Bishop Thomas Gumbletonby Bishop Thomas Gumbleton
Pax Christi USA Teacher of Peace

In today’s three lessons, obviously we have three examples of God’s call to people to carry on God’s work, especially the prophetic ministry to proclaim God’s message. In the case of Jesus, we call it the Good News, the Gospel. Each of these calls are distinctive and yet very similar. Isaiah was in the temple praying. Obviously, he was a man who was holy, committed to God already. During his prayer he has this extraordinary experience of God’s presence.

lent225He hears the seraphim, angels crying out, “Holy, holy, holy is the God of hosts. Heaven and earth are full of your glory.” Isaiah was overwhelmed. The word “holy” means separate, apart, other, transcendent. God is totally “other” and Isaiah feels his total unworthiness to be in this presence of God. He proclaims, “I am a man of unclean lips and come from unclean people, sinners.”

But he’s reassured, and one of the angels takes a coal and touches his lips to purify him, cleanse him of his sinfulness. At that point Isaiah then hears God saying, “Whom shall I send?” Isaiah is now ready. “Here I am Lord. Send me.” It is a beautiful account of a conversion, of a call, and of a readiness to do God’s work. The second lesson doesn’t give it in detail, but we know the story. Paul adverts to his conversion. He had been one who had persecuted the Christian community, the disciples of Jesus. He was trying to destroy them.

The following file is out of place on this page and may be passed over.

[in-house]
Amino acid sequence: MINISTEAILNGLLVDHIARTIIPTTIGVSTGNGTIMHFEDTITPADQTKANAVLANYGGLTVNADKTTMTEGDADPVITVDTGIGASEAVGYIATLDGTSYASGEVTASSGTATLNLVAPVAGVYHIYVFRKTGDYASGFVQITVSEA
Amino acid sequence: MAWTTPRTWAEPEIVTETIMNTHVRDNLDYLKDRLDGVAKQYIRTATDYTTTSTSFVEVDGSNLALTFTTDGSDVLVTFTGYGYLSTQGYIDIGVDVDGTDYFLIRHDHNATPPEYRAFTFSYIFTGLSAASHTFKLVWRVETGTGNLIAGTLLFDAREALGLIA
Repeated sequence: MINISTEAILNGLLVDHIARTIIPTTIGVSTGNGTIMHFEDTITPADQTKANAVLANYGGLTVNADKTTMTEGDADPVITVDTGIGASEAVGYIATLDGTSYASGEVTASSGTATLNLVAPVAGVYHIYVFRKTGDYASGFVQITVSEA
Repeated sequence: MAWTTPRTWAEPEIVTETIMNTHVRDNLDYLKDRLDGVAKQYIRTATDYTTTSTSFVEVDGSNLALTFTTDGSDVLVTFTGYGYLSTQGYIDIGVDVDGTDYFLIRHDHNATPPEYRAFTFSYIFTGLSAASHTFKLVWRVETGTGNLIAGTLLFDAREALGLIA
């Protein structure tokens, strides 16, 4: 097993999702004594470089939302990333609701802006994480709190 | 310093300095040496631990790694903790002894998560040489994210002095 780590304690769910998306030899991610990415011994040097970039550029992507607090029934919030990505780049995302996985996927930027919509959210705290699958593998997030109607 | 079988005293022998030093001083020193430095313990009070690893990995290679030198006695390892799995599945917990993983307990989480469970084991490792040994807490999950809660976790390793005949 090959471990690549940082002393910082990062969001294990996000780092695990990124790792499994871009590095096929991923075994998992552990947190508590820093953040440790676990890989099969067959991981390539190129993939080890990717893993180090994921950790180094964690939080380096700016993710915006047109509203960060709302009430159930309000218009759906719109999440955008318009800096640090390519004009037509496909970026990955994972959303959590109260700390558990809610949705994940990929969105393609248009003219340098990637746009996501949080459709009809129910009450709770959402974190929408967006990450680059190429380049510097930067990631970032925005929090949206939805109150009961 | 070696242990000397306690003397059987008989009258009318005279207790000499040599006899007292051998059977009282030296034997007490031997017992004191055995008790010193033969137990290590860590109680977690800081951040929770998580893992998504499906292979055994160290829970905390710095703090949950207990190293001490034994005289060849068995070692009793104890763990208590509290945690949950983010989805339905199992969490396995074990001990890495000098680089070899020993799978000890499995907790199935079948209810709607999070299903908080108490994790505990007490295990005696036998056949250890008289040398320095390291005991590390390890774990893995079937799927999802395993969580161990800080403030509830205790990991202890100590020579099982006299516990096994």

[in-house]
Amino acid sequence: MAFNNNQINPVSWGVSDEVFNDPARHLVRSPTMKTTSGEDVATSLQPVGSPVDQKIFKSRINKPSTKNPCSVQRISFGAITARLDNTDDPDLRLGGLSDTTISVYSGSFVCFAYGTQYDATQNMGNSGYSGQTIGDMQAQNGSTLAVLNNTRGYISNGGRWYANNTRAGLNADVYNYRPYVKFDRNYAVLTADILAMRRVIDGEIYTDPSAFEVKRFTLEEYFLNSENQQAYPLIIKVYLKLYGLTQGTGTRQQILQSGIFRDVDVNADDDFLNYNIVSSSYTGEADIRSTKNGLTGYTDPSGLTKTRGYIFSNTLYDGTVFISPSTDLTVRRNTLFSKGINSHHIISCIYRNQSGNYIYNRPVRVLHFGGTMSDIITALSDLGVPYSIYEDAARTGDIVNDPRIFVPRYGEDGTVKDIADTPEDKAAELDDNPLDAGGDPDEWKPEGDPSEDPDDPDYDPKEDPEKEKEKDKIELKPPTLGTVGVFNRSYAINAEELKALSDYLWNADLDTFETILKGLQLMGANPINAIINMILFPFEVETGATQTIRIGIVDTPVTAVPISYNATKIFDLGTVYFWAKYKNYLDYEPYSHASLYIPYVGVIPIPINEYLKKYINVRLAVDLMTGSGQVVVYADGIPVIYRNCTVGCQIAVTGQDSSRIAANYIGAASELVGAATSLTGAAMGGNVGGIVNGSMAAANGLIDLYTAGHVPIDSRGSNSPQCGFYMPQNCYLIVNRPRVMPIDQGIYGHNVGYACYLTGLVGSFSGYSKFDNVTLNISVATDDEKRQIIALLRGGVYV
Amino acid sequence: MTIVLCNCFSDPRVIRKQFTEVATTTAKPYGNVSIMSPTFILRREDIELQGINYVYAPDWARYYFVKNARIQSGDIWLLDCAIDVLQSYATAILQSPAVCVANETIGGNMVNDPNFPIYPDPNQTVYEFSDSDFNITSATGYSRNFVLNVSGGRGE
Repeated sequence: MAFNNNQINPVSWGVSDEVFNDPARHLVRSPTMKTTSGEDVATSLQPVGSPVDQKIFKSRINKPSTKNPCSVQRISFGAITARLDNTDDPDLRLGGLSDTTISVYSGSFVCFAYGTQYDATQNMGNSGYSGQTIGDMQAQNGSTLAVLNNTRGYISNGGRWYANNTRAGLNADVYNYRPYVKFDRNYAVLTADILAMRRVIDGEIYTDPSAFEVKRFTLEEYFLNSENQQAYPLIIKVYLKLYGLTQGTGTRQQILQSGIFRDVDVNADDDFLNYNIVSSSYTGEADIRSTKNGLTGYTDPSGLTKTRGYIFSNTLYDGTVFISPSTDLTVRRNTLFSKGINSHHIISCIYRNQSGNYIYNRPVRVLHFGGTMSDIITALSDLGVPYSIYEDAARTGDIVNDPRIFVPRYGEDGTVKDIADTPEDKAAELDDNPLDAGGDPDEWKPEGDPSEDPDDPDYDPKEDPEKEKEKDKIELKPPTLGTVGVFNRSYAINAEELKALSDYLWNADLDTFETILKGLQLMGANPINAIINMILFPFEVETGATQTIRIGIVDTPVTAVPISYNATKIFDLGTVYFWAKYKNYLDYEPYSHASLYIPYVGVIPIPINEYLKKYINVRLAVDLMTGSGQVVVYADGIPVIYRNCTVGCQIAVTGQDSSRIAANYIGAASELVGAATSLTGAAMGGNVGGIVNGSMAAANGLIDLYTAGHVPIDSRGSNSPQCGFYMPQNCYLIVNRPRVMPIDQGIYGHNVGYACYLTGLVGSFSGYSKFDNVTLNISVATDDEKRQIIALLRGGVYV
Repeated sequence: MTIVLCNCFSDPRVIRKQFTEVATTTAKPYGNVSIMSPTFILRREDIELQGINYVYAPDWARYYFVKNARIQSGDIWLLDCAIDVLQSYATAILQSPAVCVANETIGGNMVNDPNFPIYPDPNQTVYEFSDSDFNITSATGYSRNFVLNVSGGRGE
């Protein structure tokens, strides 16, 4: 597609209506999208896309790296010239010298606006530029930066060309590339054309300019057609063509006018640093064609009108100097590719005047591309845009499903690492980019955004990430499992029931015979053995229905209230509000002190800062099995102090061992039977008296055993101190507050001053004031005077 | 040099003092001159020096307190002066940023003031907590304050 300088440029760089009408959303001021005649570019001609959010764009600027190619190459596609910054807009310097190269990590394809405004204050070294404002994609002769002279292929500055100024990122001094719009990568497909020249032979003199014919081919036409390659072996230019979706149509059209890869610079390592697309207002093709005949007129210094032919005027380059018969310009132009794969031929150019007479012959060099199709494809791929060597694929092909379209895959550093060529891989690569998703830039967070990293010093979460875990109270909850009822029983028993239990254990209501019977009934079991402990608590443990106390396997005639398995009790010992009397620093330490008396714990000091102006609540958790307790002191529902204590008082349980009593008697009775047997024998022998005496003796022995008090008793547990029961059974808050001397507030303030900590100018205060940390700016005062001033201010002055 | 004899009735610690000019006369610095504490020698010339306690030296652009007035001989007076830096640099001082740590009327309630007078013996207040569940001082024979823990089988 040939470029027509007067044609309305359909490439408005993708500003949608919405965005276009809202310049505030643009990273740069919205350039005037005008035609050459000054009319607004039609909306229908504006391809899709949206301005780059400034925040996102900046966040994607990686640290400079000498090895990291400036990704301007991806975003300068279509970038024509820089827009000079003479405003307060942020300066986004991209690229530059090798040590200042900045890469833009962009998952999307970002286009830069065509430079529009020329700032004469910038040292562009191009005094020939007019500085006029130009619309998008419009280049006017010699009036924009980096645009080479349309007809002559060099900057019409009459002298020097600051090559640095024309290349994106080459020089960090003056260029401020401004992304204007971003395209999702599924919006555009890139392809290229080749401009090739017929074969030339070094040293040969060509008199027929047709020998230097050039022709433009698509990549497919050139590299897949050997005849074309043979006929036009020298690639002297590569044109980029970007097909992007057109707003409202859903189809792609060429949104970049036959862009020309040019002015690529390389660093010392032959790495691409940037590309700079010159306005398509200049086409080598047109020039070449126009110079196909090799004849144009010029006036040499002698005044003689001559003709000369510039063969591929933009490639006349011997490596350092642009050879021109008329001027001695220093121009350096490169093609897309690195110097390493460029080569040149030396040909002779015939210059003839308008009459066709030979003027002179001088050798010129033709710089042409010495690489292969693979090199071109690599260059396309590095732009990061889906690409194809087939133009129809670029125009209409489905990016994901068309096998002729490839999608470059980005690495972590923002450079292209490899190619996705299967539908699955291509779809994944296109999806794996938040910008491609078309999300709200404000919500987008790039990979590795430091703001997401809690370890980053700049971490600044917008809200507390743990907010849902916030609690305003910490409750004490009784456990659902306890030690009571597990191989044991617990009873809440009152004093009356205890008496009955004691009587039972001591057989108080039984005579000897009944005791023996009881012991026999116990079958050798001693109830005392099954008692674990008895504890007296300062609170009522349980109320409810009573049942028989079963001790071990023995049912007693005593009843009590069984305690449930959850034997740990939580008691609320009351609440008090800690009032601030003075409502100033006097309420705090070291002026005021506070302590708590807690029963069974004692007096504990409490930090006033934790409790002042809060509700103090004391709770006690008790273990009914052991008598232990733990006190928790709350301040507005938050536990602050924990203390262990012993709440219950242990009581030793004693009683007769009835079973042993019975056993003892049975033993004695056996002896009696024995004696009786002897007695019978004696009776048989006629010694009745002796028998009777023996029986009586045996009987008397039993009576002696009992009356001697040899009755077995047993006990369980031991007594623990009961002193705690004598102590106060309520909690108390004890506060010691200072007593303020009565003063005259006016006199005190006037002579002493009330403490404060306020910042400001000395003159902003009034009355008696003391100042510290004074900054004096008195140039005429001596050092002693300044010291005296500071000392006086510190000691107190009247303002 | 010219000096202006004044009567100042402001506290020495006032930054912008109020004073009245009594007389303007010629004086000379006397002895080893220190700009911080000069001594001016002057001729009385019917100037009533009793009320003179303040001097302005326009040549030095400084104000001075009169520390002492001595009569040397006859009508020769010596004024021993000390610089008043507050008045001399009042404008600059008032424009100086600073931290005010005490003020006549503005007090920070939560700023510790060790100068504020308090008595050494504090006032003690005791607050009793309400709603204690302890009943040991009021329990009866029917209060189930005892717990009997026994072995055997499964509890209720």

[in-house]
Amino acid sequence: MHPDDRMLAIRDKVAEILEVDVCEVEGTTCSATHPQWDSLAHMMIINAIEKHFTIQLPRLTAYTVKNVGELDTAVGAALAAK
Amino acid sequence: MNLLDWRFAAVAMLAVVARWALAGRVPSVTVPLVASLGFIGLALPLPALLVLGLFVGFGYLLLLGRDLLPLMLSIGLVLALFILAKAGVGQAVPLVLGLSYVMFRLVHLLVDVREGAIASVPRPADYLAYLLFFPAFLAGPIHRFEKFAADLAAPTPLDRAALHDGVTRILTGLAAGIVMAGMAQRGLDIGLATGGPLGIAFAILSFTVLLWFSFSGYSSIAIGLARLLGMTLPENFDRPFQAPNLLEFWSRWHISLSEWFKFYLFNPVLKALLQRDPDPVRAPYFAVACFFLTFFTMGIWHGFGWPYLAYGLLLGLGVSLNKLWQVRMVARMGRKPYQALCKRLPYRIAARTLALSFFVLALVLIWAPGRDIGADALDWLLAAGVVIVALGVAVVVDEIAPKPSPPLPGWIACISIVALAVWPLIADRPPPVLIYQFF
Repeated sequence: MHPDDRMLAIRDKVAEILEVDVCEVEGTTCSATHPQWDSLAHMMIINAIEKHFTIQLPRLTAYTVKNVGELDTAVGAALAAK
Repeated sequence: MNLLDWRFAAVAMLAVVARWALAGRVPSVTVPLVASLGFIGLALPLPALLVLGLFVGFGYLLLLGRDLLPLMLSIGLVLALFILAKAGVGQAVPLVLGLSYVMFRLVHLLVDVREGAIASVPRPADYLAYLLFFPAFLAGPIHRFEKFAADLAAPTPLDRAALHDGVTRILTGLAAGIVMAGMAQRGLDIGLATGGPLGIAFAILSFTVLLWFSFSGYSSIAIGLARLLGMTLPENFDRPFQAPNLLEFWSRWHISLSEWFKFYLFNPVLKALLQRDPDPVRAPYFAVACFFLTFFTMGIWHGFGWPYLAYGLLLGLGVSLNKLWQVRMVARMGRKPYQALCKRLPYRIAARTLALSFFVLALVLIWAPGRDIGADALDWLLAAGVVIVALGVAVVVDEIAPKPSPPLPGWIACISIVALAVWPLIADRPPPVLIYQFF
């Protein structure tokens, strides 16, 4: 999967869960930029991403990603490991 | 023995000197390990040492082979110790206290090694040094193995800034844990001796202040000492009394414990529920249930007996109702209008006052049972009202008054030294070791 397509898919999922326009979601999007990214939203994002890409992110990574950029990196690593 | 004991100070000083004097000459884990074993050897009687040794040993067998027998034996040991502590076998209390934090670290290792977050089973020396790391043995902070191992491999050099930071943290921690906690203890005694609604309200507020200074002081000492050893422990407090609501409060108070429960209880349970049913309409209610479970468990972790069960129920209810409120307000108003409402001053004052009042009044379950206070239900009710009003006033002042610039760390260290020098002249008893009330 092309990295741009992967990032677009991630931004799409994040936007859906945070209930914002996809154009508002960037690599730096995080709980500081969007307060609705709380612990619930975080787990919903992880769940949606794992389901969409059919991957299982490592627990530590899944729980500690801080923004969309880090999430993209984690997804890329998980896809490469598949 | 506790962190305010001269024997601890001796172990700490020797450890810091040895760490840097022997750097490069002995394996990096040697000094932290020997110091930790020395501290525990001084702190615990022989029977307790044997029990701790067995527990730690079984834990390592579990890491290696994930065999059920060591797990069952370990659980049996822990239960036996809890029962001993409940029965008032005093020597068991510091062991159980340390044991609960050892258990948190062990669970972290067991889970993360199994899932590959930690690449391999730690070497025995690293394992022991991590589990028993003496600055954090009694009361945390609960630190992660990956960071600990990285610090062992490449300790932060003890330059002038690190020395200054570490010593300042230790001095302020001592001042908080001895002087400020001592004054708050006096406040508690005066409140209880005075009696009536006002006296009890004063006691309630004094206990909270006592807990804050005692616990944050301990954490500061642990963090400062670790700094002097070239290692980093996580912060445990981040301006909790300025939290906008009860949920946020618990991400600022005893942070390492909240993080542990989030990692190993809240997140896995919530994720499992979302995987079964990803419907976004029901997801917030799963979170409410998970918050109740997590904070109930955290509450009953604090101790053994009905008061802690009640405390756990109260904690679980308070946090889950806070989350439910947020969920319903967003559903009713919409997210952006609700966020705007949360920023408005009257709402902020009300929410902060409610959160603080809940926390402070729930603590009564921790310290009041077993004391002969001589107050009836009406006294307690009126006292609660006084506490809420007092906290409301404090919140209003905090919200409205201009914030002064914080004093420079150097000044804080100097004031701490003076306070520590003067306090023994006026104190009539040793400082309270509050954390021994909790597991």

But as we recall, as he was on his way to Damascus to take Christians and bring them back for trial and imprisonment, he was knocked to the ground and experienced the presence of Jesus saying to him, “Saul, Saul, why do you persecute me?” “Who?” Saul says. “It is I, Jesus, whom you persecute.” Paul realized that Jesus was present in that community of disciples. Jesus is alive, he’s in their midst, and Jesus is calling him....

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